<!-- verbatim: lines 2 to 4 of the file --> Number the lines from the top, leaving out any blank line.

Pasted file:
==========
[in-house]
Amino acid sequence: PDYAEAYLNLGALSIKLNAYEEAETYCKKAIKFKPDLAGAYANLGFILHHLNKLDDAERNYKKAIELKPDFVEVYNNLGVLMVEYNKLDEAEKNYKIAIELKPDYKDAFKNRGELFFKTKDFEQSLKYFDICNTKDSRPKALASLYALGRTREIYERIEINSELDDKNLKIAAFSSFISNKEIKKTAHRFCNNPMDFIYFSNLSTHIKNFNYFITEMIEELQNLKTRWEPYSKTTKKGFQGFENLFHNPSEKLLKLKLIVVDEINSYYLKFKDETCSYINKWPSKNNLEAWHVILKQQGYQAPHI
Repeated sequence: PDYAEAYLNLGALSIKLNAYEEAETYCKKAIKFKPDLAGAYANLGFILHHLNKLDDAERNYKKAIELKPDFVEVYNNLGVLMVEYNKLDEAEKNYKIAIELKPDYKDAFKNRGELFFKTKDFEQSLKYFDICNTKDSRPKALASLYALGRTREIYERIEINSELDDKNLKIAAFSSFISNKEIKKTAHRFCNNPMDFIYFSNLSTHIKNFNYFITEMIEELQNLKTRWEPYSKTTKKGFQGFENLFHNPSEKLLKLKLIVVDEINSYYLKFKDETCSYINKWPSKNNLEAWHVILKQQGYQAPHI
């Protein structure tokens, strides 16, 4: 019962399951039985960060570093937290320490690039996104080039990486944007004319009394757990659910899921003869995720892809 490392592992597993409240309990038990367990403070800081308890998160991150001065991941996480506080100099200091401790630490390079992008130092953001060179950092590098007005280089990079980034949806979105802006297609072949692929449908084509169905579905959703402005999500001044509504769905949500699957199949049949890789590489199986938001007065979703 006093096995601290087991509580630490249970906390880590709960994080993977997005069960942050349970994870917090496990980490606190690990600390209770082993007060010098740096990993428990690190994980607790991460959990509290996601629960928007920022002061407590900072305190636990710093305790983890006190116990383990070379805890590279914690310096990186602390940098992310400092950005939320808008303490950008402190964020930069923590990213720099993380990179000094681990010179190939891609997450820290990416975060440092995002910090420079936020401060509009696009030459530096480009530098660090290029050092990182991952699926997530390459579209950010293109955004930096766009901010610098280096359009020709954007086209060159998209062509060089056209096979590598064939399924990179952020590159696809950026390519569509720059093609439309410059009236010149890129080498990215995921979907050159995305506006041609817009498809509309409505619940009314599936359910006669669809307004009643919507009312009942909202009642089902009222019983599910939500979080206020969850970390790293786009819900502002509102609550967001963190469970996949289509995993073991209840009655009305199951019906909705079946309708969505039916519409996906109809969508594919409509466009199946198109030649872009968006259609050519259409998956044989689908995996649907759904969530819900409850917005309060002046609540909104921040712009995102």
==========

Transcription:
Amino acid sequence: PDYAEAYLNLGALSIKLNAYEEAETYCKKAIKFKPDLAGAYANLGFILHHLNKLDDAERNYKKAIELKPDFVEVYNNLGVLMVEYNKLDEAEKNYKIAIELKPDYKDAFKNRGELFFKTKDFEQSLKYFDICNTKDSRPKALASLYALGRTREIYERIEINSELDDKNLKIAAFSSFISNKEIKKTAHRFCNNPMDFIYFSNLSTHIKNFNYFITEMIEELQNLKTRWEPYSKTTKKGFQGFENLFHNPSEKLLKLKLIVVDEINSYYLKFKDETCSYINKWPSKNNLEAWHVILKQQGYQAPHI
Repeated sequence: PDYAEAYLNLGALSIKLNAYEEAETYCKKAIKFKPDLAGAYANLGFILHHLNKLDDAERNYKKAIELKPDFVEVYNNLGVLMVEYNKLDEAEKNYKIAIELKPDYKDAFKNRGELFFKTKDFEQSLKYFDICNTKDSRPKALASLYALGRTREIYERIEINSELDDKNLKIAAFSSFISNKEIKKTAHRFCNNPMDFIYFSNLSTHIKNFNYFITEMIEELQNLKTRWEPYSKTTKKGFQGFENLFHNPSEKLLKLKLIVVDEINSYYLKFKDETCSYINKWPSKNNLEAWHVILKQQGYQAPHI
């Protein structure tokens, strides 16, 4: 019962399951039985960060570093937290320490690039996104080039990486944007004319009394757990659910899921003869995720892809 490392592992597993409240309990038990367990403070800081308890998160991150001065991941996480506080100099200091401790630490390079992008130092953001060179950092590098007005280089990079980034949806979105802006297609072949692929449908084509169905579905959703402005999500001044509504769905949500699957199949049949890789590489199986938001007065979703 006093096995601290087991509580630490249970906390880590709960994080993977997005069960942050349970994870917090496990980490606190690990600390209770082993007060010098740096990993428990690190994980607790991460959990509290996601629960928007920022002061407590900072305190636990710093305790983890006190116990383990070379805890590279914690310096990186602390940098992310400092950005939320808008303490950008402190964020930069923590990213720099993380990179000094681990010179190939891609997450820290990416975060440092995002910090420079936020401060509009696009030459530096480009530098660090290029050092990182991952699926997530390459579209950010293109955004930096766009901010610098280096359009020709954007086209060159998209062509060089056209096979590598064939399924990179952020590159696809950026390519569509720059093609439309410059009236010149890129080498990215995921979907050159995305506006041609817009498809509309409505619940009314599936359910006669669809307004009643919507009312009942909202009642089902009222019983599910939500979080206020969850970390790293786009819900502002509102609550967001963190469970996949289509995993073991209840009655009305199951019906909705079946309708969505039916519409996906109809969508594919409509466009199946198109030649872009968006259609050519259409998956044989689908995996649907759904969530819900409850917005309060002046609540909104921040712009995102």